Highland Park cabin is rebuilt better but not bigger
Todd Segal’s tiny 1919 Highland Park home — a 624-square-foot cabin that rests on a 7,500-square-foot hillside lot — was inhabited by squatters when he purchased it five years ago.
Looking back, Segal likes to joke that removing the squatters was “relatively easy compared to the work that had to be done on the house.”
Segal, a contractor, took the house down to the studs and rebuilt everything. Given that the house was poorly built and framed — he presumes it was once a hunting cabin — Segal was forced to remove the walls, floors, fireplace and ceiling. “The roof is the only thing that stayed,” Segal says. “Every stick of wood is new.”
With one bedroom, one bathroom and an open living-dining-kitchen area, the house is not much bigger than a one-bedroom apartment. And because there is no setback from the property line, there is no frontyard. There is also no driveway. No garage.
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Just an empty, ample lot in back.
“I really like that it’s this size,” Segal says. “It’s what makes the house so unique. If I added on to the back, it would be like every other house.”
Despite keeping the home’s original tight floor plan, Segal was able to open the interior by moving the rooms to face an outdoor deck blessed with sun-soaked views of Mt. Washington and Montecito Heights. The deck extends the home and serves as another room.
The compact kitchen features Ikea cabinets and earthy green and blue ceramic tiles from New Hampshire that Segal found on Craigslist. He installed a 24-inch Fisher Paykel range that gave him enough space for a dining table separating the kitchen and living areas. Clear white oak flooring throughout adds to the spacious feel.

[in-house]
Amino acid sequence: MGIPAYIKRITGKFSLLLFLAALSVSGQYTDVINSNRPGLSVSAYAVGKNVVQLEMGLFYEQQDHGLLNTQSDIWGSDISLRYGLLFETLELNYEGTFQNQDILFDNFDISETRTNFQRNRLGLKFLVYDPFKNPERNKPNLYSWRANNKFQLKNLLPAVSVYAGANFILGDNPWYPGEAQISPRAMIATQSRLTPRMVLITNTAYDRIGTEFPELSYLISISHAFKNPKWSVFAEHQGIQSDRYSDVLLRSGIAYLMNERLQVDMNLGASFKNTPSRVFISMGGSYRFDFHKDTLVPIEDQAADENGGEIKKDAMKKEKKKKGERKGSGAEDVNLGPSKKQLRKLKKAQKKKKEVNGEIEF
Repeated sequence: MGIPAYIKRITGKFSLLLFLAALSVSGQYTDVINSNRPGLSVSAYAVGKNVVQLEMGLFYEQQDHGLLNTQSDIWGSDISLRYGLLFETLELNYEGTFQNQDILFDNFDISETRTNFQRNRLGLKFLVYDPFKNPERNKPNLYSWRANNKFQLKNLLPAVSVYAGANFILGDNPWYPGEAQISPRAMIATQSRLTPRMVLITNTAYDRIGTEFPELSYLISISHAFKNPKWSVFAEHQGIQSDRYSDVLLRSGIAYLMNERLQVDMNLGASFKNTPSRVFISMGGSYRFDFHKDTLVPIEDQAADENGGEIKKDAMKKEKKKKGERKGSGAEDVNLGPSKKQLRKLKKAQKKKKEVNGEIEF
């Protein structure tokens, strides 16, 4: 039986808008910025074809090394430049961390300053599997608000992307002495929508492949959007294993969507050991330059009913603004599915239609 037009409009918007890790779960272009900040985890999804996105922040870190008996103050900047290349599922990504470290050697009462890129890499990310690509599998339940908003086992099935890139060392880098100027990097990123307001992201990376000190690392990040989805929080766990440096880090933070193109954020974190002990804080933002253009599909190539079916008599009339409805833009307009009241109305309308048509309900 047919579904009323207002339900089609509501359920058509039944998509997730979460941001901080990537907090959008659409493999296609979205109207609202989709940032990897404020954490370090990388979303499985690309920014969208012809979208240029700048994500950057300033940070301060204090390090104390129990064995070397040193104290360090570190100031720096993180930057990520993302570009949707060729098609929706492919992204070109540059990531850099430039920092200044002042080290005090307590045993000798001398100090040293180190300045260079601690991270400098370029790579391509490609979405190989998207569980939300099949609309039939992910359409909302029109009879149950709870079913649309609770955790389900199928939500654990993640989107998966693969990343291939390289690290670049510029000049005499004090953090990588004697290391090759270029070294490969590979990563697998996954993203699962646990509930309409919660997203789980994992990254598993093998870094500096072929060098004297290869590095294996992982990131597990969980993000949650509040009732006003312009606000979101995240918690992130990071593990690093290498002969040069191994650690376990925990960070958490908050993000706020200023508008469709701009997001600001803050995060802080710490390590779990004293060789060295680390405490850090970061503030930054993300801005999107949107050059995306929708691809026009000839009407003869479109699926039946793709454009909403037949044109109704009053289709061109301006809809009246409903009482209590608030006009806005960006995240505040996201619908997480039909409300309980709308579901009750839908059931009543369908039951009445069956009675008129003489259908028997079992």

Segal’s contractor skills are on display in the many creative accents throughout the house. He built a tall, narrow loft for 14-year-old daughter Jay, equipped with a ladder composed of drawers for her things. A modern wall unit in the living room is designed to be both utilitarian and a slim space-saver. Segal also installed striking light fixtures of his own design made of basket-weave ebonized white oak. In the bathroom, a walk-in shower is installed without a door to make the compact space feel more open.
Outside, the exterior siding and colors are reminiscent of New England, where Segal grew up. Segal opted for a dark gray Benjamin Moore color known as Dragon’s Breath and red aluminum-clad windows from Jeld Wen. The Craftsman-style windows are powder coated with a baked paint finish so they never have to be repainted. “Windows in L.A. get hammered,” Segal says. “I don’t install wood windows anymore. The wood fails.” For a decorative touch, he added wood battens to the exterior siding. “It is a fairly simple exterior detail, and it’s cheap.”
Although he finds great appeal in small-space living, Segal admits it requires some forethought. A Modernica Case Study day bed in the living room, for instance, must serve as seating and sleeping for overnight guests. Possessions that would normally go in the garage, such as Halloween decorations and skis, have to be stored under the house. “Before I buy anything, I have to consider if I have room for it,” he says.
Living small also has many advantages. “You really end up being happier with less things,” he says. His electric bill is never more than $50 a month, and he’s challenged to “think up cool solutions” for modern living.
As a general contractor, Segal has the qualifications to add on to the house. He is considering a bedroom and bathroom addition for Jay, who lives with him part-time.
He recognizes that an addition would add worth to his home. But would the house lose its gem quality as it gains living space?
“It would still be a nice house under 1,000 square feet,” he says. “I just don’t think it would be as special.”
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